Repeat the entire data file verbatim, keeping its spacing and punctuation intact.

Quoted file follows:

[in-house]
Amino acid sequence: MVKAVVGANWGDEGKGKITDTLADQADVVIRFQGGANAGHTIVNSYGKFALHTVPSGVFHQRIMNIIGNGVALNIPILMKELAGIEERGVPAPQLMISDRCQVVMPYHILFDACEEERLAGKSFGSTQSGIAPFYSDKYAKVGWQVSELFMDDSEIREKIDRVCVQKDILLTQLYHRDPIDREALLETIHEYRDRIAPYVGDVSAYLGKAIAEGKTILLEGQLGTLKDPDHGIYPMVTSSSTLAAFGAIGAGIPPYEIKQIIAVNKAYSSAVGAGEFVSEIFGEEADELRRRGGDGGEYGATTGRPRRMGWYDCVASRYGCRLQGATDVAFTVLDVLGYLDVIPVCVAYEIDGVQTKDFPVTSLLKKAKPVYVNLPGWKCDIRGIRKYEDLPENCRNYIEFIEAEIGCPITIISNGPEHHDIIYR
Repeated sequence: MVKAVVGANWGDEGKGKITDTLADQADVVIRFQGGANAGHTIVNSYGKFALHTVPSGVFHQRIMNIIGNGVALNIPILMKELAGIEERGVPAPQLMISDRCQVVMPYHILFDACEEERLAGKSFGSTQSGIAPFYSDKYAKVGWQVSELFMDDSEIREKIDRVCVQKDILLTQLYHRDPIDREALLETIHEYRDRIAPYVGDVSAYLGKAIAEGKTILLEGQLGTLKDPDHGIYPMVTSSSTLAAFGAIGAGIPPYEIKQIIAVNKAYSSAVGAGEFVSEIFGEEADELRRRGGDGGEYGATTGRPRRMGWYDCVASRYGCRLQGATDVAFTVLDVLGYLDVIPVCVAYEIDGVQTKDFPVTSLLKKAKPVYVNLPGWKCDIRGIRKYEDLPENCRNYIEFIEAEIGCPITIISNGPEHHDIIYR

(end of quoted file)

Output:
[in-house]
Amino acid sequence: MVKAVVGANWGDEGKGKITDTLADQADVVIRFQGGANAGHTIVNSYGKFALHTVPSGVFHQRIMNIIGNGVALNIPILMKELAGIEERGVPAPQLMISDRCQVVMPYHILFDACEEERLAGKSFGSTQSGIAPFYSDKYAKVGWQVSELFMDDSEIREKIDRVCVQKDILLTQLYHRDPIDREALLETIHEYRDRIAPYVGDVSAYLGKAIAEGKTILLEGQLGTLKDPDHGIYPMVTSSSTLAAFGAIGAGIPPYEIKQIIAVNKAYSSAVGAGEFVSEIFGEEADELRRRGGDGGEYGATTGRPRRMGWYDCVASRYGCRLQGATDVAFTVLDVLGYLDVIPVCVAYEIDGVQTKDFPVTSLLKKAKPVYVNLPGWKCDIRGIRKYEDLPENCRNYIEFIEAEIGCPITIISNGPEHHDIIYR
Repeated sequence: MVKAVVGANWGDEGKGKITDTLADQADVVIRFQGGANAGHTIVNSYGKFALHTVPSGVFHQRIMNIIGNGVALNIPILMKELAGIEERGVPAPQLMISDRCQVVMPYHILFDACEEERLAGKSFGSTQSGIAPFYSDKYAKVGWQVSELFMDDSEIREKIDRVCVQKDILLTQLYHRDPIDREALLETIHEYRDRIAPYVGDVSAYLGKAIAEGKTILLEGQLGTLKDPDHGIYPMVTSSSTLAAFGAIGAGIPPYEIKQIIAVNKAYSSAVGAGEFVSEIFGEEADELRRRGGDGGEYGATTGRPRRMGWYDCVASRYGCRLQGATDVAFTVLDVLGYLDVIPVCVAYEIDGVQTKDFPVTSLLKKAKPVYVNLPGWKCDIRGIRKYEDLPENCRNYIEFIEAEIGCPITIISNGPEHHDIIYR